ERUS22 got off to a good start on Wednesday morning, with over 700 participants expected over the coming three days. The 19th Meeting of the EAU Robotic Urology Section is a “home game” for Section Chairman Dr. Alberto Breda, who worked to involve six local surgical centres in a packed scientific programme.
Prof. Arnulf Stenzl, the EAU’s Adjunct Secretary General for Science (and Secretary General-Elect) congratulated Dr. Breda’s and the ERUS section’s value to the wider EAU, and with the ambitious and live surgery-focused scientific programme. Prof. Venancio Chantada-Abal welcomed the EAU and those present on behalf of the Spanish Association of Urology (AEU).
The day started with a plenary session that introduced the programme, but importantly also dealt with the clinical outcomes of the previous ERUS meeting, held with the German Robotic society in Dusseldorf one year earlier. Dr. Christian Wagner did the honours and gave an update on the various complications that some of the patients suffered, but highlighted that the oncological outcome for all Gronau patients (18) was solid, with not one positive margin detected.
Prof. Hubert John gave a presentation on the reconstructive applications for robotic surgery, specifically fistula repair. Prof. John showed examples of a range of fistulas, pointing out that so-called “high fistulas” that were more common in Western Europe had potential to be treated by robotic surgeons. There was some time for questions from the audience, particularly about some disarmingly honest surgical videos that Prof. John included in his talk.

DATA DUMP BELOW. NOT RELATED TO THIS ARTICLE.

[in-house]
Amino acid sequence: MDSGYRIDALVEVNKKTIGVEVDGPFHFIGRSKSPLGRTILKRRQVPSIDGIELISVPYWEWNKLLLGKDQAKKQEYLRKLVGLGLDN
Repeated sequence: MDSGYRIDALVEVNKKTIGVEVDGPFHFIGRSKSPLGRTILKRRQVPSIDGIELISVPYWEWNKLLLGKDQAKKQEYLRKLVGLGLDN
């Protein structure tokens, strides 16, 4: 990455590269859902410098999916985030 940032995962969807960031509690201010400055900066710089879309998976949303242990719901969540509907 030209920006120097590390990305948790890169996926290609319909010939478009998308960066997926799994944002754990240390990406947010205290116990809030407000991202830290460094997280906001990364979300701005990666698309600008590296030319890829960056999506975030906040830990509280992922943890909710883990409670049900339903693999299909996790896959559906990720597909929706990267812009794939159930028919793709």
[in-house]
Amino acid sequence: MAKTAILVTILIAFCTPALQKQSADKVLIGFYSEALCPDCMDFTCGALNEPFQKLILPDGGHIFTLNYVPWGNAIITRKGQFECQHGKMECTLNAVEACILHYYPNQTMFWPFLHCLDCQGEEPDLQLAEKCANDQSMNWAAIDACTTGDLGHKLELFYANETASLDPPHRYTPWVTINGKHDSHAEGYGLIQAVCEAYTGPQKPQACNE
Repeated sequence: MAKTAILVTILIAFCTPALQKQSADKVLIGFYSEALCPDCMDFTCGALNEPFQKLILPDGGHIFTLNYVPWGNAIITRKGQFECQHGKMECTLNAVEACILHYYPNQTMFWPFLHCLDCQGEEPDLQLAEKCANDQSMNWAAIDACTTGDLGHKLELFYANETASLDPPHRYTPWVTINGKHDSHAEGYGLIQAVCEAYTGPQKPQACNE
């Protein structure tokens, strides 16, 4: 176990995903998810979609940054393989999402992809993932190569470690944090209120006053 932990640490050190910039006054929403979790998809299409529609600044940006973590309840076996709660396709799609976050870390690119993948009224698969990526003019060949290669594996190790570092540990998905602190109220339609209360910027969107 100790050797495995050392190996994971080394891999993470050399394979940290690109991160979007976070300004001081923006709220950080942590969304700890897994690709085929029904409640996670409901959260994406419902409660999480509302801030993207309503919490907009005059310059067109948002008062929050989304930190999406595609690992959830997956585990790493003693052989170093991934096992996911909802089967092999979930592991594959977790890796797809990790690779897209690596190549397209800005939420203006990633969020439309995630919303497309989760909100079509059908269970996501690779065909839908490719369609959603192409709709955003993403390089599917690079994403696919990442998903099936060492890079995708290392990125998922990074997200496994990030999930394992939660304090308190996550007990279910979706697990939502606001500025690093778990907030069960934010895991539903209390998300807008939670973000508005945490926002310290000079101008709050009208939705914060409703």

Dr. Breda then gave a fast-paced and wide-ranging update on the huge variety of robotic surgical systems that are currently seeking certification, soon coming to market or already in limited use. He estimated 30-35 different systems that were under development, not counting the systems that were being developed in China and less visible to European audiences.
Dr. Breda sketched some broad categories, dividing the systems according to the characteristics of a closed, semi-closed or open console, and with loop, pistol or laparoscopic-like handles for the operator. He shared the Fundacio Puigvert’s first experiences with the Medtronic Hugo RAS system, lauding the Storz scopes’ quality. Other systems that were being used in limited numbers were the CMR Versius (at Guy’s Hospital) and the Avatera system in Patras, Greece. Dr. Breda hoped to feature the Avatera in next year’s live surgical programme.
The first live surgery session of the day then started, in a “silent”, triple-screen set up. Three sets of moderators commented on three separate live procedures, with the audience using headsets to choose which case they wanted to follow.
ERUS22 will feature 38 different live procedures in eight sessions, featuring the best robotic urological surgeons using a combination of Intuitive, Medtronic, and Vivascope systems.